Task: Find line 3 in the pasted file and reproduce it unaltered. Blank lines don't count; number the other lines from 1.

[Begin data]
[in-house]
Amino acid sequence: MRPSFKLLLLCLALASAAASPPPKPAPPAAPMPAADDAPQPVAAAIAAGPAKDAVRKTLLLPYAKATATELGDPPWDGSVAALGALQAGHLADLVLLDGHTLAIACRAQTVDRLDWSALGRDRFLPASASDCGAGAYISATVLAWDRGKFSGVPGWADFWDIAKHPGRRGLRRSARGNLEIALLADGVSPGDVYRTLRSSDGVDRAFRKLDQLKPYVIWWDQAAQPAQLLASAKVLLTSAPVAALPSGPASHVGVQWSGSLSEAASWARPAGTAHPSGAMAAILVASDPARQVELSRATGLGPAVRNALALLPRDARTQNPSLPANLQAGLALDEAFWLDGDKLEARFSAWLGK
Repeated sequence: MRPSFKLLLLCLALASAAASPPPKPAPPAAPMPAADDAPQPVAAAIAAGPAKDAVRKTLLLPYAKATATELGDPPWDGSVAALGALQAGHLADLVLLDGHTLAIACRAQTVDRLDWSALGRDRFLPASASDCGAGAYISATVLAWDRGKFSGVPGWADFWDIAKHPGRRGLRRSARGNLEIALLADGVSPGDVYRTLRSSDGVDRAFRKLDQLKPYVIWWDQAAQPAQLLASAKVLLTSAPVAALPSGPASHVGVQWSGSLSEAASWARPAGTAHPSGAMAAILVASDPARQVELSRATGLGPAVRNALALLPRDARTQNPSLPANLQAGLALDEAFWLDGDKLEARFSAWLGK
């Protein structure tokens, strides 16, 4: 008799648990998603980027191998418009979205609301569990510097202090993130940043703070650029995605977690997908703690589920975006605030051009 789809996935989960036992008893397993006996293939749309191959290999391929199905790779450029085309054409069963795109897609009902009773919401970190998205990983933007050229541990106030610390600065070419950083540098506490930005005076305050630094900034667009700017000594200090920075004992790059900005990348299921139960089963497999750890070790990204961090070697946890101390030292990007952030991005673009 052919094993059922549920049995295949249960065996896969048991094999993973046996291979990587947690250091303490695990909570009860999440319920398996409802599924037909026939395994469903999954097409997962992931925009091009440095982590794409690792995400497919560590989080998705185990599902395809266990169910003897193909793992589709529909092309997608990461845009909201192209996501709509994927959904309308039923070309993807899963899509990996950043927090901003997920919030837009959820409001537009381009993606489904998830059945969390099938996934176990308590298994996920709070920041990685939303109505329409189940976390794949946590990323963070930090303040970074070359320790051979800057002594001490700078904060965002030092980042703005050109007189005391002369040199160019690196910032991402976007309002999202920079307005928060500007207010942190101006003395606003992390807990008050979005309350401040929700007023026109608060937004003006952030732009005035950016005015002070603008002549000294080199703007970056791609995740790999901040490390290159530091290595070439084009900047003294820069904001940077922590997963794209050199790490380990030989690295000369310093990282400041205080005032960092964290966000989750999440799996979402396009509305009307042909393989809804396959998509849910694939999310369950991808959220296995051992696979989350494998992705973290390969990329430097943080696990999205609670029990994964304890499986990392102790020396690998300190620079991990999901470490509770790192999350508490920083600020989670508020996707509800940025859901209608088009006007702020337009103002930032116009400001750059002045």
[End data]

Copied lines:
Repeated sequence: MRPSFKLLLLCLALASAAASPPPKPAPPAAPMPAADDAPQPVAAAIAAGPAKDAVRKTLLLPYAKATATELGDPPWDGSVAALGALQAGHLADLVLLDGHTLAIACRAQTVDRLDWSALGRDRFLPASASDCGAGAYISATVLAWDRGKFSGVPGWADFWDIAKHPGRRGLRRSARGNLEIALLADGVSPGDVYRTLRSSDGVDRAFRKLDQLKPYVIWWDQAAQPAQLLASAKVLLTSAPVAALPSGPASHVGVQWSGSLSEAASWARPAGTAHPSGAMAAILVASDPARQVELSRATGLGPAVRNALALLPRDARTQNPSLPANLQAGLALDEAFWLDGDKLEARFSAWLGK